Pennsylvania Repeals Rule Increasing Exempt Salary Threshold

By Robert Pritchard © Littler Mendelson July 19, 2021
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As a result of a compromise reached during recent budget negotiations, Pennsylvania repealed an administrative rule that would have substantially increased the salary threshold needed to qualify as an exempt executive, administrative and professional (EAP) employee under the Pennsylvania Minimum Wage Act (PMWA). Notably, the compromise did not just eliminate the increase to the salary threshold—it repealed the entire regulatory framework for defining the EAP exemptions under the PMWA.

Background

In October 2020, the Pennsylvania Department of Labor and Industry (DLI) published its final rule to substantially increase the salary threshold for qualifying as an exempt EAP employee under the PMWA to:

  • $684 per week ($35,568 annually) effective Oct. 3, 2020.
  • $780 per week ($40,560 annually) effective Oct. 3, 2021.
  • $875 per week ($45,500 annually) effective Oct. 3, 2022.

Effective Oct. 3, 2023 (and each third year thereafter), the salary threshold would reset automatically to the 10th percentile of Pennsylvania workers who work in exempt EAP classifications.

Republicans in the General Assembly opposed the increase to the salary threshold, but Gov. Tom Wolf vetoed their resolution disapproving the final rule on May 29, 2020, and the first increase (which aligned the PMWA salary threshold with its federal Fair Labor Standards Act (FLSA) counterpart) took effect as scheduled on Oct. 3, 2020.

The Compromise

In June 2021, during negotiations on the 2021-2022 state budget, it was reported that Wolf agreed to repeal the final rule in exchange for additional funding for public schools, including $100 million to support historically underfunded school districts. That repeal was memorialized in HB 336, which was approved in the General Assembly on June 25, presented to Wolf on June 28, and became law as "2021 Act 70" on July 9.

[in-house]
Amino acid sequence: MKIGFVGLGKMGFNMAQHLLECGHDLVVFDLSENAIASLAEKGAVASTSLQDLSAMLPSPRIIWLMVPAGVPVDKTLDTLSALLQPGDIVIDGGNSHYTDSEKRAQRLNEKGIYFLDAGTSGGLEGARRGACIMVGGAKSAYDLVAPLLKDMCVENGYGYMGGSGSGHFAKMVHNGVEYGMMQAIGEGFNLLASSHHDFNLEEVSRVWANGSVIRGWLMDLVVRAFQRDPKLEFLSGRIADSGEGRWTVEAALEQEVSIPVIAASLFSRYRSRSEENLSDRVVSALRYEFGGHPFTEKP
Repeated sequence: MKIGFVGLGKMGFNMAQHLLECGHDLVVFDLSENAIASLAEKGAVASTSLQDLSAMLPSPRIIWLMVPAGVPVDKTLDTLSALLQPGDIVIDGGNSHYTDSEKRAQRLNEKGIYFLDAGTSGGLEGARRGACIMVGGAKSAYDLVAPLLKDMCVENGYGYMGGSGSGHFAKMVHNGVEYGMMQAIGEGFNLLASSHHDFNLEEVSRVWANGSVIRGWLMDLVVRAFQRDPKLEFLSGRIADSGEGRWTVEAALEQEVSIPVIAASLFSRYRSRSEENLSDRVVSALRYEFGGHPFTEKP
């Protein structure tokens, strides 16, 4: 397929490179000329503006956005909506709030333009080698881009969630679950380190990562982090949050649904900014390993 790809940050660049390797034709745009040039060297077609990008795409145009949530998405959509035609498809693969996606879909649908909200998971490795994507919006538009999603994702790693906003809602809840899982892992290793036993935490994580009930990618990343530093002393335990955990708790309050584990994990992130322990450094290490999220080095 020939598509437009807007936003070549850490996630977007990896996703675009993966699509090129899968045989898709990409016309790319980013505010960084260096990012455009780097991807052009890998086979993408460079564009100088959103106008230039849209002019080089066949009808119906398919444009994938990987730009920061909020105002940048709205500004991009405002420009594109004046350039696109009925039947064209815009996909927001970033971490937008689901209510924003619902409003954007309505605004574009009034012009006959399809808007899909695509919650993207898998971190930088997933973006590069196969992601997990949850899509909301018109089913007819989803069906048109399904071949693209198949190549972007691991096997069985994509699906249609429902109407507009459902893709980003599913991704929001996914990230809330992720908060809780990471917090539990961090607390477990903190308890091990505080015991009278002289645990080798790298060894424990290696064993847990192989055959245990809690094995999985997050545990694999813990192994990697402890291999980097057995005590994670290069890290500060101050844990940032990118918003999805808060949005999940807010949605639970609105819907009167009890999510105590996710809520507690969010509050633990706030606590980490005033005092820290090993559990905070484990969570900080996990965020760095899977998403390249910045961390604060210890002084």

Notably, the language included in the final bill does much more than repeal the 2020 final rule and restore the salary threshold to its pre-2020 levels. Rather, it repeals the entire regulatory framework for defining the EAP exemptions under the PMWA—regulations that have been in place since 1977.

The PMWA exempts employees in "a bona fide executive, administrative, or professional capacity ... as such terms are defined and delimited from time to time by regulations of the secretary ...." Since 1977, those regulations have been set forth in 34 Pa. Code § 231.82 (executive), § 231.83 (administrative), and § 231.84 (professional). The 2020 rule raised the salary threshold by amending these three regulations. Rather than simply repeal the 2020 rule (which would have restored the regulations to their pre-2020 iterations), the bill abrogated these three regulations in their entirety:

SECTION 2215.1. ABROGATION OF DEPARTMENT REGULATIONS. — THE REGULATIONS AT 34 PA. CODE §§ 231.82 (RELATING TO EXECUTIVE) 231.83 (RELATING TO ADMINISTRATIVE) AND 231.84 (RELATING TO PROFESSIONAL) ARE ABROGATED.

This provision takes effect Sept. 7, at which time Pennsylvania will be without any regulatory definition of what it means to be an exempt EAP employee.

What it Means